Towards the end of the night, this felt like a cruel poaching mission. The poor old Lions, shot, skinned and chucked in the back of a van. South Africa ran riot and, at times, those in red looked defenceless.
At one stage in the second half, away from the cameras, Damian de Allende stood over the top of Maro Itoje and threw dummy punches. It was reminiscent of the iconic moment when Bismarck du Plessis used the same bully boy tactics to intimidate Brian O’Driscoll back in 2009. It was retaliation to Itoje using his knee to pin down the centre. Tensions simmered, Lions glory was denied and the Springboks smashed their way back into the series.
In his post-match press conference Warren Gatland was peppered with questions about contentious refereeing decisions, Rassie Erasmus’s rants and how many of his misfiring players will survive the selection meeting for the decider. The answer? TBC but several may not be seen again.
The Lions’ hopes of sealing a famous Test series triumph were buried under an aerial onslaught from South Africa
The British and Irish Lions came off second best against a fearsome South Africa in a fractious second Test in Cape Town
South Africa winger Cheslin Kolbe (No 14) was lucky to escape a red for taking out scrum-half Conor Murray (top) in the air
REF’S VIEW – ALAIN ROLAND – FORMER WORLD CUP FINAL REFEREE
When I saw the Cheslin Kolbe’s challenge on Conor Murray in real time, I thought it was a red card.
Having looked at the replays, I can see how the officials decided on yellow. If I showed this to a group of referees, it would split the room.
I thought the referee explained the decision well. In his view, it was all because of how Murray landed. His opinion was that he landed on his side. That, for him, was enough to turn the red yellow. However, I think the officials were wrong to award a try when Lukhanyo Am touched down.
The ball was in the air, so there had to be an element of control in the grounding. Am had to be in possession of the ball but at no point did he have the ball in his hands.
The referee gave the try because at no point did Am lose contact with the ball from when it was in the air to when it was grounded. But that does not mean he was in control of the ball.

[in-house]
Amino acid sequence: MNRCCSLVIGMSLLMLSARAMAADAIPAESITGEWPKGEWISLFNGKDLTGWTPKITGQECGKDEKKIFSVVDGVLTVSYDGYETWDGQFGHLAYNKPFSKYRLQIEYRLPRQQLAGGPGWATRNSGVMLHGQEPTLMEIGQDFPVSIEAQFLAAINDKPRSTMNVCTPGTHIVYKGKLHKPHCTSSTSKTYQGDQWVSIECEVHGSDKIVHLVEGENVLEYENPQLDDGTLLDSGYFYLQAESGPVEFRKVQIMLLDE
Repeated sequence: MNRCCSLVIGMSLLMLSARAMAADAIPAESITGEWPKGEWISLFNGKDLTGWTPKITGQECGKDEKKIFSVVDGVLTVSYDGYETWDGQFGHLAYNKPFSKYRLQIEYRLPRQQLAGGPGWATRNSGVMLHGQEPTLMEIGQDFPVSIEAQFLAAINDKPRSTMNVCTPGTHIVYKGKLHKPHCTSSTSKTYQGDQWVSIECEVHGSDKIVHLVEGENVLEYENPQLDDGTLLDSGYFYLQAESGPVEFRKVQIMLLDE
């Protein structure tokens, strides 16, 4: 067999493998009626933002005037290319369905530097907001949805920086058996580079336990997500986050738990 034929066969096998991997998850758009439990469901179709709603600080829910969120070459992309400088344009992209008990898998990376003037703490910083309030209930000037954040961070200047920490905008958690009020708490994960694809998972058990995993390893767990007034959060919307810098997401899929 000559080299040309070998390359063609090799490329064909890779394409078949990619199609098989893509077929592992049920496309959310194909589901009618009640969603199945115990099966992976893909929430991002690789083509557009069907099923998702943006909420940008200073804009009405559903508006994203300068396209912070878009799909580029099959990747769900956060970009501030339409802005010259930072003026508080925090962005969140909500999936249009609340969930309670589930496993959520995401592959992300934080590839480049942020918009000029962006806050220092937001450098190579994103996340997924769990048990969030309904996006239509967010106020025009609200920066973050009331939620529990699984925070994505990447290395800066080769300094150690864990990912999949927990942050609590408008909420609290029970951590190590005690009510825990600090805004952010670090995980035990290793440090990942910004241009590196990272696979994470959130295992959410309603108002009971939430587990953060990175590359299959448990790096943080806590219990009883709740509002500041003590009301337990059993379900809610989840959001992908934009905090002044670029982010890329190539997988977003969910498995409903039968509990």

South Africa’s bomb squad did their job. Tick, tick, boom. There were explosions all over the pitch — mostly blowing up in Lions’ faces. Lood de Jager was set loose like a man possessed, Malcolm Marx roamed the pitch like a biggame hunter and Trevor Nyakane stuck out his tongue in twisted elation as he scrummaged like a champion.
Every terse South African word exchanged during the week was backed up by a display of might and muscle. Perhaps Gatland should set up his own YouTube account and undergo a crash course in video editing. After all, it worked for his South African counterpart.
No fans were in the Cape Town Stadium to witness this second-half massacre, but the locals gathered in bars and restaurants as alcohol bans and 8pm curfews were lifted.
They flicked through local newspaper coverage that all had Erasmus’s back. ‘Rassie blows whistle on World Rugby’s archaic system,’ read the headline in the Weekend Argus. ‘It’s time for a rugby revolution,’ wrote the Daily Maverick.
With refereeing decisions under the spotlight, every one of Ben O’Keeffe decisions with picked through with a fine-tooth comb. Stoppage after stoppage. The first half went on for 63 minutes — the same length as Erasmus’s video — as every decision was debated with the Television Match Official.
‘The game was very slow with how often the clock was stopped,’ said Gatland. ‘They did a good job of slowing the game down which was frustrating because it was difficult to get rhythm. The referee was continually talking to them about trying to speed the game up and keep it moving. He was trying to stop the clock. So yeah that it is something we will look at raising next week in terms of how we get some more tempo in the game.’
Scrum after scrum churned up the pitch. The turf had taken a battering before the game had even started, as the ground churned up under the weight of South Africa’s warm-up scrums. The barked and grunted as they prepared for battle. Eben Etzebeth smashed one of the reserves onto his backside before kicking the tackle bag out the way and marching on like a man with a point to prove.